Wednesday, May 10, 2006

Gas Prices

One of my regular readers emailed me with link to this ABC news article. He dismissed the price comparisons with other products on the basis that gasoline is a neccesity, while the other products were luxury items. But he found the inflation-adjusted gasoline price “interesting", by which I assume he means “surprising”.

I’ve been talking with friends and relatives about this “interesting” fact for months (and even mentioned it in a previous blog post). The surprising part for me is how much trouble people seem to have accepting that this is so — it appears to me that something in the human mind is “stuck” on absolute price comparisons. The inflation analysis is one of the few things about the gasoline price controversy that’s subject to unambiguous (and uncontroversial!) analysis, and many people have done exactly that. The result is uniform across all sources that I’ve found: in inflation-adjusted dollars, gasoline has not yet reached new all-time highs. It’s getting close, mind you — but it’s not there.

But I will share something else with you that I find very interesting, and its encapsulated in the graph above right that I stole shamelessly from this excellent post on the equally excellent libertarian Coyote Blog.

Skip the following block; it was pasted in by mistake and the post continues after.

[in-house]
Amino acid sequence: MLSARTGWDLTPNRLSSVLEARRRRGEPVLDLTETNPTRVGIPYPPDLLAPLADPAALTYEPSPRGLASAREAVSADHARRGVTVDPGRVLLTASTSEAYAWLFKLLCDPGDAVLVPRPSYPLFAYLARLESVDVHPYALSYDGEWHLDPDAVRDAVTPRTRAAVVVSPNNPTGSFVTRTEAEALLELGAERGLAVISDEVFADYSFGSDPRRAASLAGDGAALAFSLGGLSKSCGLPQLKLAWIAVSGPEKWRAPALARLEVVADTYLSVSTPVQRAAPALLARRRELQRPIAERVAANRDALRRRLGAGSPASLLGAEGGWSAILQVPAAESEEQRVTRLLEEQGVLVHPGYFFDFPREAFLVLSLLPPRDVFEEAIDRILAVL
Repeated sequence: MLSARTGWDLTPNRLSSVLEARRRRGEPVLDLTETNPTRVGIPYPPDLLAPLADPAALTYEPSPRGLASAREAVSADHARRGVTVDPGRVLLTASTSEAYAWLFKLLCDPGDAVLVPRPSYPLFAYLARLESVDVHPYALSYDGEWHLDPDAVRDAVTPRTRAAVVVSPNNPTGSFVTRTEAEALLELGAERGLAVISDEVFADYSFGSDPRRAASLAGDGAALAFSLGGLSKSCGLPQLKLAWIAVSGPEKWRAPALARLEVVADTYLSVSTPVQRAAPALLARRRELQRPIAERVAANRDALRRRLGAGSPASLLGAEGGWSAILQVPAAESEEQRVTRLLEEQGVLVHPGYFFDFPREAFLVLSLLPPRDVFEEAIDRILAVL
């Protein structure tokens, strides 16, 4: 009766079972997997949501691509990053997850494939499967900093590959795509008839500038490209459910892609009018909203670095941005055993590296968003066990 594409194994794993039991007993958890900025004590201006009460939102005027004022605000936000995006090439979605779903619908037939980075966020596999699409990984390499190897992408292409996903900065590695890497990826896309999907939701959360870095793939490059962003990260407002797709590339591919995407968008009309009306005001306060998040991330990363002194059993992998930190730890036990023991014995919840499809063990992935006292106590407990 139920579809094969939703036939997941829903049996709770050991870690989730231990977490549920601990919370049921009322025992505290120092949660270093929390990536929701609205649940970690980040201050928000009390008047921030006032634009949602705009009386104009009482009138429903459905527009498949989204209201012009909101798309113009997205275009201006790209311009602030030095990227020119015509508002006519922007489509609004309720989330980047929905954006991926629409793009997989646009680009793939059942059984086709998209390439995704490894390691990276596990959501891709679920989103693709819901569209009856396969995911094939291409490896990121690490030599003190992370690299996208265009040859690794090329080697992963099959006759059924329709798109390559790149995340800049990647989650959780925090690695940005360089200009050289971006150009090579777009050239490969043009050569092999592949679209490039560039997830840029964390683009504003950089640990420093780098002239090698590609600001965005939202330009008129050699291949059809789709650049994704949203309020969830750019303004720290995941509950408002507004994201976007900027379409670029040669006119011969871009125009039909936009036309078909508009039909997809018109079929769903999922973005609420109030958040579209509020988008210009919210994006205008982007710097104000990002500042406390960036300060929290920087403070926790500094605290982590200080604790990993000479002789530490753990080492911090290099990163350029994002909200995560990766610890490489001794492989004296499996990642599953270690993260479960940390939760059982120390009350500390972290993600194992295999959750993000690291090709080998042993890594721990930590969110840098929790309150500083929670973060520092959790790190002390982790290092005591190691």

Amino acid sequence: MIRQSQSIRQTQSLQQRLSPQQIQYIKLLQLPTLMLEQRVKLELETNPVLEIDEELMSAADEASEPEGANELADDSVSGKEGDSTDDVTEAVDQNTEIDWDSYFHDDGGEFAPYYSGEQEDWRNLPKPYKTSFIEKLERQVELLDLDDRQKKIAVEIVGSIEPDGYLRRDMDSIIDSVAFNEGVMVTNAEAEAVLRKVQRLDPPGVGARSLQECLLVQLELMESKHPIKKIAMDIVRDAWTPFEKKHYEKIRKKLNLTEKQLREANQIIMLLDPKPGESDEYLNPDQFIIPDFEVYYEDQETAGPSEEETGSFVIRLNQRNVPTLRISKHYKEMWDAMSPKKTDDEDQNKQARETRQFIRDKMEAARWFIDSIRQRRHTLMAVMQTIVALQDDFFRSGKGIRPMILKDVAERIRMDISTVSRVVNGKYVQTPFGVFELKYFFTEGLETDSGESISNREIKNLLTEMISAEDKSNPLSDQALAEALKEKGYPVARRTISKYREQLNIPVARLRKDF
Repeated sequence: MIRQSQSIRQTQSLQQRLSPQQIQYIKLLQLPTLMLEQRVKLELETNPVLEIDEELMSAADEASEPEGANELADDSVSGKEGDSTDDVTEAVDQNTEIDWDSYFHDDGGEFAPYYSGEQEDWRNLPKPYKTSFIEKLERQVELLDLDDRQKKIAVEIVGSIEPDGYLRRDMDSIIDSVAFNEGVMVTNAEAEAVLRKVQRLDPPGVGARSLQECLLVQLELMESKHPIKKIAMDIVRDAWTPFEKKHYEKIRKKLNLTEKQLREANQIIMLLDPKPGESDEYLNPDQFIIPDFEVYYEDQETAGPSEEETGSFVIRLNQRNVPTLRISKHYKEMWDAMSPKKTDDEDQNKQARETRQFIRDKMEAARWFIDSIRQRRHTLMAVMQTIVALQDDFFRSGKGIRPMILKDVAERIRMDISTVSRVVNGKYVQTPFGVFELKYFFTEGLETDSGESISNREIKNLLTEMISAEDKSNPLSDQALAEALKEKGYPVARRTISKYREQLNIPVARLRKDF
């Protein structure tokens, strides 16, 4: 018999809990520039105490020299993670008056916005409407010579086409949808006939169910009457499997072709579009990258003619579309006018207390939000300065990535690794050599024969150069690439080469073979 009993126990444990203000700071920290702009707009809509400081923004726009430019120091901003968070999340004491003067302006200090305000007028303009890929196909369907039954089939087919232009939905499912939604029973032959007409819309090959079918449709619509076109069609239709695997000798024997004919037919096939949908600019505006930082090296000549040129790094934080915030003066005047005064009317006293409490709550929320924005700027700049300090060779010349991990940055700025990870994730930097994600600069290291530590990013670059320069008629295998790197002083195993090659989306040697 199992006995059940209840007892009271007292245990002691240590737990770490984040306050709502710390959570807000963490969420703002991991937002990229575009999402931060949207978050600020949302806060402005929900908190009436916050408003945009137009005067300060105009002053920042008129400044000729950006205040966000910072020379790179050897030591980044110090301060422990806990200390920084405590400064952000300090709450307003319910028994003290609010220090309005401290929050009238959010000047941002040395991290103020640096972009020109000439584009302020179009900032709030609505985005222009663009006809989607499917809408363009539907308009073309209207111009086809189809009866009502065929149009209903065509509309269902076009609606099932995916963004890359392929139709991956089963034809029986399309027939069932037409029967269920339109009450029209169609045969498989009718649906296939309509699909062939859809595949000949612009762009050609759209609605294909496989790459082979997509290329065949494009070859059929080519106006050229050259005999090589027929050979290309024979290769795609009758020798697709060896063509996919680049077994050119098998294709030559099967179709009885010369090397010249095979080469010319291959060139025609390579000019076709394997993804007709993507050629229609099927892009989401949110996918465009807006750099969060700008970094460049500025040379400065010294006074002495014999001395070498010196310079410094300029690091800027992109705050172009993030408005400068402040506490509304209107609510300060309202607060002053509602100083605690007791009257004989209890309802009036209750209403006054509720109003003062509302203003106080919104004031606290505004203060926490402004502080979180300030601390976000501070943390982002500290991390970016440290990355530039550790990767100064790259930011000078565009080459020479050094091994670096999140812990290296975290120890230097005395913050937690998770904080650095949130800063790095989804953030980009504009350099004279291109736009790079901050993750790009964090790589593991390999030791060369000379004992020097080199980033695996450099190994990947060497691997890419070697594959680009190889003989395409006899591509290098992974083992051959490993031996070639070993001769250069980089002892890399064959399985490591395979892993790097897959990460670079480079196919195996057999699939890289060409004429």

This graph shows what it has cost us (in inflation-adjusted dollars) over the years to drive 100 miles. This is an even better reflection of how gasoline prices actually affect us. This graph looks very different than the simply inflation adjusted graph (which is also in that post at Coyote Blog) because, on average, our cars today get much better gas mileage than they did in 1980.

All of the above facts appear to me to be undeniable. One can quibble about precisely how inflation is measured, but surely the fact of inflation is accepted by everyone. Ditto gasoline mileage. So one might see minor variations in these charts, but the gist will be the same: in real terms, gasoline is not near it’s all-time 1980 highs yet. If I do the math, today’s $3.50/gallon gas would have to be $5.60/gallon to match those 1980 highs — taking into account both inflation and the better mileage.

So why do people seem to have so much trouble accepting this? Any theories out there?

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